Wait, this is more Scandal than How to Get Away With Murder. DRAHMAH.

After stopping in to meet his new secretary and move a bookcase (Why?) Jake heads right on over to the offices of Andrew Grainger. Grainger is more than delighted to meet Jake until the name Janet Carr comes up, at which point he hits the panic button in his desk, summoning his aide Colin Hale. They clam up about any knowledge of the girl, but Jake spots a photo of Grainger’s son on the desk and puts two and two together. Grainger and Hale warn him off the case but Jake’s not having a bar of that. He bids them good day and leaves. Grainger tells Hale to make sure that the record is sealed, neither he nor his son had anything to do with it and he won’t have his son’s future marred by this.

What a lovely bloke. Urgh.

Jake summons Elizabeth to his favourite diner and fills her in on what he’s learned and tells her to try and suss out this Son of Grainger. That night however, while Jake deals with the concept of his daughter moving in with a guy, Elizabeth drops by to report on what she’s learned.  Douglas Grainger was definitely having a thing with Janet Carr, there was a hint of blackmail but then the bad news – both Graingers were in Hawaii at a golf tournament the night Janet died.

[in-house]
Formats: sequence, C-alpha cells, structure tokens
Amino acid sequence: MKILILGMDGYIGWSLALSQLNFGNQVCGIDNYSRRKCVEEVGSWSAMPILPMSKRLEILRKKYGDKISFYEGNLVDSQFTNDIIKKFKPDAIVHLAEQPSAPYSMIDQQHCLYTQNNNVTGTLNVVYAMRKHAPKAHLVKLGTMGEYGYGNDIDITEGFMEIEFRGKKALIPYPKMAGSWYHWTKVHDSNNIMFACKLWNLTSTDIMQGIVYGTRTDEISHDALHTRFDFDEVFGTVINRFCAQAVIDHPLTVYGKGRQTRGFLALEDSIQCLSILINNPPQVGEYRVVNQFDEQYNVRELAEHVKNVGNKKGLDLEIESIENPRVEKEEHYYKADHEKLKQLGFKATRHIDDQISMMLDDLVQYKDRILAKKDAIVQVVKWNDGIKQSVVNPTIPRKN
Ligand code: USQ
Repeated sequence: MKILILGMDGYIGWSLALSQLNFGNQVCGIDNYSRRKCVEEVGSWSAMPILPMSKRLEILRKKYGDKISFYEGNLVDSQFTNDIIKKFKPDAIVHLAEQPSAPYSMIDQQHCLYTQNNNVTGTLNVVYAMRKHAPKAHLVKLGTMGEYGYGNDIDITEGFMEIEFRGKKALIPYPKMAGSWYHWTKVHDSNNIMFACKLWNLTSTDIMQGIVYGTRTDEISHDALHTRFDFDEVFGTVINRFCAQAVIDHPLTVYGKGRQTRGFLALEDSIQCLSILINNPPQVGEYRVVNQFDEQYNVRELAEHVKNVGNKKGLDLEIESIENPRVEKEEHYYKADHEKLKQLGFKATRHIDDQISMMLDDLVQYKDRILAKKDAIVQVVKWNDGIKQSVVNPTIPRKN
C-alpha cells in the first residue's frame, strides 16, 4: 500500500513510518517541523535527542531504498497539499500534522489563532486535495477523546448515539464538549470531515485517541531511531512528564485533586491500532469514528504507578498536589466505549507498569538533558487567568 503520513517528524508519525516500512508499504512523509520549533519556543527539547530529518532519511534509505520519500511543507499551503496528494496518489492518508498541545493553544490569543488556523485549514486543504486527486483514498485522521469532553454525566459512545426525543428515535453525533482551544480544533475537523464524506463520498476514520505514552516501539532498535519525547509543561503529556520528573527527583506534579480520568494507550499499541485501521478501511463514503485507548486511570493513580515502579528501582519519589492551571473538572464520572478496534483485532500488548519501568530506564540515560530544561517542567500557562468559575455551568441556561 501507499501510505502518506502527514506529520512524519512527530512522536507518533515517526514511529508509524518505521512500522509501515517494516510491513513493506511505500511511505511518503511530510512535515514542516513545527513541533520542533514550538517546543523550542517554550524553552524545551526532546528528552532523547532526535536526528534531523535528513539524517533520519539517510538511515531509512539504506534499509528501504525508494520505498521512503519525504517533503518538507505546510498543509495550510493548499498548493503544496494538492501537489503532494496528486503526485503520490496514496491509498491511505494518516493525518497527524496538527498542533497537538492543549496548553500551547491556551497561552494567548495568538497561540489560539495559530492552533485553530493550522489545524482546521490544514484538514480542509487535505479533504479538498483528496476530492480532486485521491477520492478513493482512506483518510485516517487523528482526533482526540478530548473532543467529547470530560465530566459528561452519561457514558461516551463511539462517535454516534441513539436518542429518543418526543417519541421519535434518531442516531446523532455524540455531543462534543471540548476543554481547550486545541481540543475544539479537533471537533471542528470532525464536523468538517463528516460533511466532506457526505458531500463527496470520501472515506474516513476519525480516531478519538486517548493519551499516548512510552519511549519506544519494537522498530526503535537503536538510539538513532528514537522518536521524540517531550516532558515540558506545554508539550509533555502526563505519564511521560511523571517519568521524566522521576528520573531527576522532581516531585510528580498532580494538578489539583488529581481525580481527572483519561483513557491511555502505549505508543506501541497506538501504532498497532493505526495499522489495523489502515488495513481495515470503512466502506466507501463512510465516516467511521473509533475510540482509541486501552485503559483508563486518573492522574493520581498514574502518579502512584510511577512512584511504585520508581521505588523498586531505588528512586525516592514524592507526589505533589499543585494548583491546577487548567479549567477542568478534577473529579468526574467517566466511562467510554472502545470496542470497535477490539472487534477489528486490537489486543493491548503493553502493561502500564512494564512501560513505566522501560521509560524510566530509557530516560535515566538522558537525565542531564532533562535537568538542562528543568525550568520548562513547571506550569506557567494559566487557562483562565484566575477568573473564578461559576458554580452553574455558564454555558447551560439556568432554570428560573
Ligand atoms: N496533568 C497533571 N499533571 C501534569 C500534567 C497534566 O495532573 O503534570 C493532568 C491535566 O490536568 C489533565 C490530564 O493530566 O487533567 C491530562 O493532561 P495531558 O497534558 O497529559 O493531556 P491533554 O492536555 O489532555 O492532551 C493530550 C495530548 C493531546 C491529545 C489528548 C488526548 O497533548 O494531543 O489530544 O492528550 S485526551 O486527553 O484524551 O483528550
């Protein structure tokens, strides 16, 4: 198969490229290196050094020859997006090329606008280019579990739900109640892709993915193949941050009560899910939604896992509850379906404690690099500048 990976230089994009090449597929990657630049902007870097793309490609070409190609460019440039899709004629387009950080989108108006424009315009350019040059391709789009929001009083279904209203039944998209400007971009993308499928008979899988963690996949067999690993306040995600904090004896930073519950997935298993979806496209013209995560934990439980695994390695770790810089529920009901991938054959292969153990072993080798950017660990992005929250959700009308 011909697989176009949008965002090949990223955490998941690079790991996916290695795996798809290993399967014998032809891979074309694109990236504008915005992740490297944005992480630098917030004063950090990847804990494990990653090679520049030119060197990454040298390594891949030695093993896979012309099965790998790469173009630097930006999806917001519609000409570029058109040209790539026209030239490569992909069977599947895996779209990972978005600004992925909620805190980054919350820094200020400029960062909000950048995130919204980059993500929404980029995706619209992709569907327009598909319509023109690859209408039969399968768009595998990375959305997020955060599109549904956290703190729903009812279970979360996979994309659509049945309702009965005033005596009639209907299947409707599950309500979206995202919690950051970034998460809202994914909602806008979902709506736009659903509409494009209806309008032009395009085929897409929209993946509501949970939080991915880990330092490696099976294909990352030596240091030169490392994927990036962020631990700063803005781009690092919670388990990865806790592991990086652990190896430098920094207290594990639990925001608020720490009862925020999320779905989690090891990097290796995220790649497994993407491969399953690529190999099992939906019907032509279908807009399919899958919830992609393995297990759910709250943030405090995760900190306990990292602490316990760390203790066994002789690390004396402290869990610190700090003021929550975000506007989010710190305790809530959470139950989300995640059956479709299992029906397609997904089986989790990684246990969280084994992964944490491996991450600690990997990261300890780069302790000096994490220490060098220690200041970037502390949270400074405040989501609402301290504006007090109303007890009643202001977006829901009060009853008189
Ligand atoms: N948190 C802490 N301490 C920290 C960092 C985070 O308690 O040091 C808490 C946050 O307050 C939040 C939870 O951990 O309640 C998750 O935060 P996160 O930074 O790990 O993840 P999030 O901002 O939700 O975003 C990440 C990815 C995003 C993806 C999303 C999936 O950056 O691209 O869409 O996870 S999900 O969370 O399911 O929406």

context shmontext

context shmontext

Apparently, this nails it for Jake who decides to perform the solution as Richard the Third.

“Dispute not with her, she is a lunatic”: every one of my report cards ever.

While Moira the secretary doesn’t care for Shakespeare’s language, Jake is proving a point – whether he was implicitly told to or not, he thinks Colin Hale killed Janet Carr to make his boss happy. He has a theory of how to prove it, by getting hold of the car Hale hired the night of the murder.

I AM THE ONE WHO POURS

I AM THE ONE WHO POURS

And the cast is a match. The theory is confirmed, Fletcherfans.

I want to see more crimes solved by Shakespearian performance now that I think about it

I want to see more crimes solved by Shakespearian performance now that I think about it

Murder She Blogged is actually taking a week off, but shall return for more wildly inaccurate recaps in two weeks.

But for now, Fletcherfans

BRB, Fletcherfans!

BRB, Fletcherfans!